Images in Psychiatry - The Lions of Granada Maristan destacada

Images in Psychiatry – The Lions of Granada Maristan

Blog – Catedrático y Director del Departamento de Psiquiatría de la Universidad de Granada.

Fecha: 05-09-2009

Autor:

Jesús Pérez, M.D., PH.D.

Fernando Girón-Irueste, M.D., PH.D.

Manuel Gurpegui, M.D.

Ross J. Baldessarinir, M.D.

José de León, M.D.

Descargar PDF: Profesor Manuel Gurpegui Images in Psychiatry The Lions of Granada Maristan

 

 

Images in Psychiatry

The Lions of Granada Maristan

Images in Psychiatry - The Lions of Granada Maristan post
Images in Psychiatry – The Lions of Granada Maristan post

This statue of a lion is one of two that sprayed water jets into the pool of Granada Maristan (1365). Lions were traditional Islamic symbols of power and were commonly used in fountains in medieval Moorish southern Spain (Al-Andalus). Image courtesy of the Alhambra Museum, Granada, Spain.

The people of Fez prefer to take care of themselves at home. The only people from the city in the maristan are madmen for whom several rooms are set aside (1, p. 177).

Leo Africanus (1507)

Leo Africanus (Hasan al-Wazzan, c.14851554) was famous for his geography of North Africa. Following reconquest of his native Granada, Spain, by the Catholic Monarchs, his family moved to Fez, Morocco, where he worked 1 year in a maristan, which means place for the sickin Persian (1). Another travel writer, the Austrian physician Hieronymus Münzer (c.14371508), described the maristan of Granada as a house for lunatics, built by the Moors(2). Maristans had spread widely in the 9th and 10th centuries into North Africa and reached Moorish southern Spain (Al-Andalus) in the 14th century.Mostwere founded by sultans and  upported by donations and patient fees, and they were typically supervised by physicians. Many were teaching hospitals. Their clinical units usually were organized by type of disease, and some evolved to care for specific disorders, including mental illnesses. The maristan of Cairo, Egypt (872), was the earliest identified as primarily psychiatric (3, 4).

In 1365, Granadas Sultan Muhammed V (13381391) initiated construction of a maristan at the foot of his palace, the Alhambra.

This two-story rectangular brick structure covered in plaster had a central courtyard surrounded by clinical living spaces accommodating 200 patients in individual rooms measuring 6 by 6 meters and connected by galleries (3). Statues of lions (figure) that served as fountains for a central pool can still be found in the Alhambra Museum.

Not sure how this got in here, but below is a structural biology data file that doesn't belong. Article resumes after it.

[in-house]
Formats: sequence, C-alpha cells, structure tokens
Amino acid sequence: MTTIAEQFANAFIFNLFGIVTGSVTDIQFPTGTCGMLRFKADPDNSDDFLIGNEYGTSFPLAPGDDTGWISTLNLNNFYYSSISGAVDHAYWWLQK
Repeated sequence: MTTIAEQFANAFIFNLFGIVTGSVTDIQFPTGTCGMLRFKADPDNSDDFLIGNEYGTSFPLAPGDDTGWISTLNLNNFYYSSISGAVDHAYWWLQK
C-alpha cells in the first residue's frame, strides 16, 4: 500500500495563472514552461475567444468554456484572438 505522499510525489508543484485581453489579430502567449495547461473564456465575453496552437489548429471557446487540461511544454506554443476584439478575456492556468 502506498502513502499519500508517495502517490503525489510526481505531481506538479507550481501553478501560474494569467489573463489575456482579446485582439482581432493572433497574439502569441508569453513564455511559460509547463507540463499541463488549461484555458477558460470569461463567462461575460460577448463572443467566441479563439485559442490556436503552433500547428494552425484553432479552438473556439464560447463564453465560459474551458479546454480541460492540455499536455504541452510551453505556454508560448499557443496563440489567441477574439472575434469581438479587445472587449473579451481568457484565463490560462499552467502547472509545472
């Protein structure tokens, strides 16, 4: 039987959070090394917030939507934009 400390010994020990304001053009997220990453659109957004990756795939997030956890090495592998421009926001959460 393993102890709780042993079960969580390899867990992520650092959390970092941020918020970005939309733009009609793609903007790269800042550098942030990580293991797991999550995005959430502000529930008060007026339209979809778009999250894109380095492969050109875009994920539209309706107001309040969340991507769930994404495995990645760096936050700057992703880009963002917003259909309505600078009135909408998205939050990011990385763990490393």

The Granada Maristan was one of the earliest European hospitals that included care for the mentally ill, and the maristan tradition probably influenced other early European hospitals (3, 4). Many Moorish and Christian mental asylums in Europe, including  Bethlem Hospital in London, began as hospices for foreigners and homeless persons, later becoming hospitals for general medical conditions and eventually more specialized for care of the mentally ill (4). The Fez Maristan (1286), where Leo Africanus worked, probably was a model for psychiatrically oriented institutions in Spain (5). The Christian Hospital for Lunatics, the Insane, and Innocents in Valencia, Spain (1409), founded by Friar Juan Gilabert Jofré (13501417), who had visited maristans in North Africa, is considered the first purely psychiatric asylum in Europe (6).

References

1. Maalouf A: Leo Africanus. Chicago, Ivan R Dee, 1986

2. Münzer H: Viaje por España y Portugal (1494–1495). Madrid, Polifemo, 2002

3. García Granados JA, Girón-Irueste F, Salvatierra Cuenca V: El Maristán de Granada: un hospital islámico. Madrid, Asociación Española de Neuropsiquiatría, 1989

4. Pérez J, Baldessarini RJ, Undurraga J, Sánchez-Moreno J: Origins of psychiatric hospitalization in medieval Spain. Psychiatr Q 2012; 83:419–430

5. Chakib A, Battas O, Moussaoui D: Le Maristane Sidi-Frej à Fès. Hist Sci Med 1991; 28:171–175

6. Livianos Aldana L, Sierra San Miguel P, Rojo Moreno L: The foundation of the first Western mental asylum (images in psychiatry). Am J Psychiatry 2010; 167:260

From Cambridgeshire and Peterborough NHS Foundation Trust and the University of Cambridge, Cambridge, U.K.; the University of Granada, Granada, Spain; Harvard Medical School, Boston; and the University of Kentucky, Lexington. Address correspondence to Dr. Pérez (jp440@cam.ac.uk). Image accepted for publication September 2012 (doi: 10.1176/appi.ajp.2012.12081066).

This article was supported in part by a grant from the Bruce J. Anderson Foundation to Dr. Baldessarini.

The authors thank Lorraine Maw, M.A., for editorial assistance.


* Estimado lector, este es un blog de divulgación científica dirigido al profesional, estudiante, y en general, a toda persona interesada en el campo de la psiquiatría. La información aquí expuesta, no constituye una recomendación para que usted realice ningún tipo de tratamiento médico o psiquiátrico, ni sustituye la visita a un especialista. Ante cualquier patología, consulte siempre a un profesional de la medicina o de la psiquiatría.